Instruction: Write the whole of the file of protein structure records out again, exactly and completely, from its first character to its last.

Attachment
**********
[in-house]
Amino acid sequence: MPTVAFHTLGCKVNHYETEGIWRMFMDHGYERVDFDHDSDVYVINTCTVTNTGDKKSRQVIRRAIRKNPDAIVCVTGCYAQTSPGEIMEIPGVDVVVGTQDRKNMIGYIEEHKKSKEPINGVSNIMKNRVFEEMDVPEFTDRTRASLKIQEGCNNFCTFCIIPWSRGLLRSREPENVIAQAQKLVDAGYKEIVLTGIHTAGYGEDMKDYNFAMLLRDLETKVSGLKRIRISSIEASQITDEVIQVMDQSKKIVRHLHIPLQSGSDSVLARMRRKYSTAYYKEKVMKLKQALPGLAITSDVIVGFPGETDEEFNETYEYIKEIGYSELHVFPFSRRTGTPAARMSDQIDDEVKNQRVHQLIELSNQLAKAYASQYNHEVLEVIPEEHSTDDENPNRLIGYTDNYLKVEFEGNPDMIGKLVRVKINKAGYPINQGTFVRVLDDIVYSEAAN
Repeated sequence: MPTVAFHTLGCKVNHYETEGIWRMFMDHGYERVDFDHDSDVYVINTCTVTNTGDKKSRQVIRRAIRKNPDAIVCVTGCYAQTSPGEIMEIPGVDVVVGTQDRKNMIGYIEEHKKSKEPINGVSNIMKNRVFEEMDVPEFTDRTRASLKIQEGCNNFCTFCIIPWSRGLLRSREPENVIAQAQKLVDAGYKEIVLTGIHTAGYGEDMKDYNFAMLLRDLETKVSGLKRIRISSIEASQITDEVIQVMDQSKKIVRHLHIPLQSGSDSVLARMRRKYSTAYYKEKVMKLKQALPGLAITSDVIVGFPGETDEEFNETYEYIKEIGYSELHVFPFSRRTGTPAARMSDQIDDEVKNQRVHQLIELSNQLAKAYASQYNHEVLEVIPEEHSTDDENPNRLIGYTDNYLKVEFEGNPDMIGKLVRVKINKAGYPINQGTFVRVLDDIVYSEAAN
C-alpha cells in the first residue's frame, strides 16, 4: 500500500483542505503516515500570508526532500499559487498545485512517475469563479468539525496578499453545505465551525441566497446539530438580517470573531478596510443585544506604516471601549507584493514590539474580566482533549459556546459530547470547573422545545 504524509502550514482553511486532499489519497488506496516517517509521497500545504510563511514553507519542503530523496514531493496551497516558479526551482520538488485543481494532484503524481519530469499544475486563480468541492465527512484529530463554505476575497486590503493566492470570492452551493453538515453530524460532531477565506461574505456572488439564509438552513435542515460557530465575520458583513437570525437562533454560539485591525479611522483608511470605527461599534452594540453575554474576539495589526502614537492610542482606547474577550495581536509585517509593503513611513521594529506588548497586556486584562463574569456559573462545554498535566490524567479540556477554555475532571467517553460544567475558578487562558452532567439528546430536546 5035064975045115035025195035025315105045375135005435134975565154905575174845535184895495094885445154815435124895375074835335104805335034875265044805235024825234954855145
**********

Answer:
[in-house]
Amino acid sequence: MPTVAFHTLGCKVNHYETEGIWRMFMDHGYERVDFDHDSDVYVINTCTVTNTGDKKSRQVIRRAIRKNPDAIVCVTGCYAQTSPGEIMEIPGVDVVVGTQDRKNMIGYIEEHKKSKEPINGVSNIMKNRVFEEMDVPEFTDRTRASLKIQEGCNNFCTFCIIPWSRGLLRSREPENVIAQAQKLVDAGYKEIVLTGIHTAGYGEDMKDYNFAMLLRDLETKVSGLKRIRISSIEASQITDEVIQVMDQSKKIVRHLHIPLQSGSDSVLARMRRKYSTAYYKEKVMKLKQALPGLAITSDVIVGFPGETDEEFNETYEYIKEIGYSELHVFPFSRRTGTPAARMSDQIDDEVKNQRVHQLIELSNQLAKAYASQYNHEVLEVIPEEHSTDDENPNRLIGYTDNYLKVEFEGNPDMIGKLVRVKINKAGYPINQGTFVRVLDDIVYSEAAN
Repeated sequence: MPTVAFHTLGCKVNHYETEGIWRMFMDHGYERVDFDHDSDVYVINTCTVTNTGDKKSRQVIRRAIRKNPDAIVCVTGCYAQTSPGEIMEIPGVDVVVGTQDRKNMIGYIEEHKKSKEPINGVSNIMKNRVFEEMDVPEFTDRTRASLKIQEGCNNFCTFCIIPWSRGLLRSREPENVIAQAQKLVDAGYKEIVLTGIHTAGYGEDMKDYNFAMLLRDLETKVSGLKRIRISSIEASQITDEVIQVMDQSKKIVRHLHIPLQSGSDSVLARMRRKYSTAYYKEKVMKLKQALPGLAITSDVIVGFPGETDEEFNETYEYIKEIGYSELHVFPFSRRTGTPAARMSDQIDDEVKNQRVHQLIELSNQLAKAYASQYNHEVLEVIPEEHSTDDENPNRLIGYTDNYLKVEFEGNPDMIGKLVRVKINKAGYPINQGTFVRVLDDIVYSEAAN
C-alpha cells in the first residue's frame, strides 16, 4: 500500500483542505503516515500570508526532500499559487498545485512517475469563479468539525496578499453545505465551525441566497446539530438580517470573531478596510443585544506604516471601549507584493514590539474580566482533549459556546459530547470547573422545545 504524509502550514482553511486532499489519497488506496516517517509521497500545504510563511514553507519542503530523496514531493496551497516558479526551482520538488485543481494532484503524481519530469499544475486563480468541492465527512484529530463554505476575497486590503493566492470570492452551493453538515453530524460532531477565506461574505456572488439564509438552513435542515460557530465575520458583513437570525437562533454560539485591525479611522483608511470605527461599534452594540453575554474576539495589526502614537492610542482606547474577550495581536509585517509593503513611513521594529506588548497586556486584562463574569456559573462545554498535566490524567479540556477554555475532571467517553460544567475558578487562558452532567439528546430536546 5035064975045115035025195035025315105045375135005435134975565154905575174845535184895495094885445154815435124895375074835335104805335034875265044805235024825234954855145